"Incidental take" happens when birds are accidentally killed by things like power lines, wind turbines, or the oil or gas ponds with toxic drilling fluids. FWS has sometimes issued fines, but also worked with industries to minimize risk by installing netting over ponds, for example. About 90 percent of the cases tracked by the National Audubon Society have been related to the oil and gas industry.

Many industry groups applauded the move; Lowell Rothschild, an environmental lawyer with the law firm Bracewell, which has represented oil and gas industries for more than 20 years, told Petterson the law was too broad and is "difficult to comply with and it's also difficult to equitably administer." Environmental and conservation groups disagreed, saying that the ability to assess fines over incidental take has forced companies to make changes that could protect birds. On May 24 a coalition of environmental groups filed suit, challenging the change to the law. The plaintiffs include the Audubon Society, the American Bird Conservancy, the Center for Biological Diversity, the Natural Resources Defense Council and Defenders of Wildlife.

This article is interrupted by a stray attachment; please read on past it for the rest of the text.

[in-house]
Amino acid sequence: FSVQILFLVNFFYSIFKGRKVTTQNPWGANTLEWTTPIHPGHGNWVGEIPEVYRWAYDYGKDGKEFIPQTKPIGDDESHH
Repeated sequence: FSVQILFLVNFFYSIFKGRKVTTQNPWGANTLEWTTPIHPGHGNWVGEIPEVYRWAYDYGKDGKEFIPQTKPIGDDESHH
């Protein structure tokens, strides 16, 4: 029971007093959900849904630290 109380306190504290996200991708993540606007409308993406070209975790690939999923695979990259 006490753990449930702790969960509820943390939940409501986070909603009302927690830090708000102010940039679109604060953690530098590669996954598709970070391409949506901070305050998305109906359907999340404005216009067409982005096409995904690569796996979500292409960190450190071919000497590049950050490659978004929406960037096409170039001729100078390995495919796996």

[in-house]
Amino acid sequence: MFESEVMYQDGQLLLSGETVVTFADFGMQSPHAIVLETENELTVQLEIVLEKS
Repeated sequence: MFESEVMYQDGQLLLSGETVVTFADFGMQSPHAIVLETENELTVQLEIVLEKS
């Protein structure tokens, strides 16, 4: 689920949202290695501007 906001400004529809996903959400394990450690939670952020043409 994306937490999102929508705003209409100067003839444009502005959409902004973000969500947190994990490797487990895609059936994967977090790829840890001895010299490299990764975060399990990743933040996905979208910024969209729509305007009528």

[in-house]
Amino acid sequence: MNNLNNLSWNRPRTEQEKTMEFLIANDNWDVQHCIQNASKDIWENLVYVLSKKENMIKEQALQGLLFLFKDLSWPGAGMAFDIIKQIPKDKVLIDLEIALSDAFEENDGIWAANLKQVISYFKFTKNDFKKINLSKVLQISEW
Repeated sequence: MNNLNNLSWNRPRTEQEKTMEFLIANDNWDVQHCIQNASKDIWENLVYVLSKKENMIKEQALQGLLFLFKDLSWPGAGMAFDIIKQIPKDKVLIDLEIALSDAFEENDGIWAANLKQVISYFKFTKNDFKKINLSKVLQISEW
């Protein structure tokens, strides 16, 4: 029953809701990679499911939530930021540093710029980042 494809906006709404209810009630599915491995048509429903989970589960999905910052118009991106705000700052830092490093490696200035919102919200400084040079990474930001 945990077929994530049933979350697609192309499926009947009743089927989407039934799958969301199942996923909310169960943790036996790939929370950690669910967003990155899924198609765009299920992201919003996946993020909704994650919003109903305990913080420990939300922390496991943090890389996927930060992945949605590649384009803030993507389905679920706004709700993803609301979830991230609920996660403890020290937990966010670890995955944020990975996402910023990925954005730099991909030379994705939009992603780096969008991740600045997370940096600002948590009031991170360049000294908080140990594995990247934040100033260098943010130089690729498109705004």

"Migratory birds are important ecological and economic drivers," Patterson reports. "Each year, birders spend an estimated $41 billion on trips and equipment. Birds are the proverbial ‘canary in the coal mine,’ and also literal ones. As ecological indicator species they inform us when environmental conditions have changed."

Monday, May 28, 2018

Huge Alaska mine project loses essential investor

New York Times map
Yet another investor has pulled out of the proposed Pebble Mine, "a controversial gold and copper mine near rich salmon fishing grounds at Alaska’s Bristol Bay," report The Washington Post's Juliet Eilperin and Steven Mufson. First Quantum Minerals Ltd. had "pledged $150 million over the next three years to fund the permitting process, in exchange for a 50 percent share in the project" with Northern Dynasty Minerals Ltd.

Joel Reynolds, Western director of the Natural Resources Defense Council, "noted that it is the fourth major firm to abandon the project since 2011," the Post reports, quoting him: “There is a consistent pattern of major investors walking away from this project once they understand the overwhelming opposition and unavoidable environmental and economic risk.”

"Northern Dynasty, which has no investments aside from the Pebble Mine project, received a boost with President Trump’s election and the confirmation of Environmental Protection Agency Administrator Scott Pruitt," the Post notes, adding that the company didn't respond to a request for further comment after its announcement.

Carter Roberts, chief U.S. executive of the World Wildlife Fund, told the Post, “More work remains to put an end to this project, but after 14 years of efforts to develop the Pebble Mine, we hope this will mark the beginning of the end.”